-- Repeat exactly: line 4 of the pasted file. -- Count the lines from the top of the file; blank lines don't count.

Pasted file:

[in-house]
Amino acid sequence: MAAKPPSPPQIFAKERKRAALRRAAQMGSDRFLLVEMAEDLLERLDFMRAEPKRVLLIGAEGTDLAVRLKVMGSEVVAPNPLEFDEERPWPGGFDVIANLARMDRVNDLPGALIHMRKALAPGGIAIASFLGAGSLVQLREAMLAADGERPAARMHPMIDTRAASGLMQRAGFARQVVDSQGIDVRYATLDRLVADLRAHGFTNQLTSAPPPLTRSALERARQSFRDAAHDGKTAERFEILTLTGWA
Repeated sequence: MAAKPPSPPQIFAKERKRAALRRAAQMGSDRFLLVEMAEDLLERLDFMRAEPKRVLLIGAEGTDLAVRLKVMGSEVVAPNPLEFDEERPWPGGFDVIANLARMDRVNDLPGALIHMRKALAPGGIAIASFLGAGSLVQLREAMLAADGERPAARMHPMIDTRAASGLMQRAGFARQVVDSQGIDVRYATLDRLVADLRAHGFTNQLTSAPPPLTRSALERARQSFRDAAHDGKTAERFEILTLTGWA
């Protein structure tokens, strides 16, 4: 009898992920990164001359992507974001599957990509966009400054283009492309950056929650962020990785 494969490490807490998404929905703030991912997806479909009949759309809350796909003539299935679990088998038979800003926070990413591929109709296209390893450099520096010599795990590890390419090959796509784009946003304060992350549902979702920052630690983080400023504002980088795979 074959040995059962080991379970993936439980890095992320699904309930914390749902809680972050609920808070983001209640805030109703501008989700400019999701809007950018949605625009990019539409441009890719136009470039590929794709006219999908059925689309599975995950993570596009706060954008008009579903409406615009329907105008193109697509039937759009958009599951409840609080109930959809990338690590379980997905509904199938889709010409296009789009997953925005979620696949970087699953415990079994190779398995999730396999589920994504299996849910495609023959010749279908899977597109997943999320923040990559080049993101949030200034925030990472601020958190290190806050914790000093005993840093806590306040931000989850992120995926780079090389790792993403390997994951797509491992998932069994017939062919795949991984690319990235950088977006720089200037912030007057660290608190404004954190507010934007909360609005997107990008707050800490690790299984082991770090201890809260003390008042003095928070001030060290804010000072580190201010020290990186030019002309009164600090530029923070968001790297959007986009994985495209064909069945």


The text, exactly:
């Protein structure tokens, strides 16, 4: 009898992920990164001359992507974001599957990509966009400054283009492309950056929650962020990785 494969490490807490998404929905703030991912997806479909009949759309809350796909003539299935679990088998038979800003926070990413591929109709296209390893450099520096010599795990590890390419090959796509784009946003304060992350549902979702920052630690983080400023504002980088795979 074959040995059962080991379970993936439980890095992320699904309930914390749902809680972050609920808070983001209640805030109703501008989700400019999701809007950018949605625009990019539409441009890719136009470039590929794709006219999908059925689309599975995950993570596009706060954008008009579903409406615009329907105008193109697509039937759009958009599951409840609080109930959809990338690590379980997905509904199938889709010409296009789009997953925005979620696949970087699953415990079994190779398995999730396999589920994504299996849910495609023959010749279908899977597109997943999320923040990559080049993101949030200034925030990472601020958190290190806050914790000093005993840093806590306040931000989850992120995926780079090389790792993403390997994951797509491992998932069994017939062919795949991984690319990235950088977006720089200037912030007057660290608190404004954190507010934007909360609005997107990008707050800490690790299984082991770090201890809260003390008042003095928070001030060290804010000072580190201010020290990186030019002309009164600090530029923070968001790297959007986009994985495209064909069945």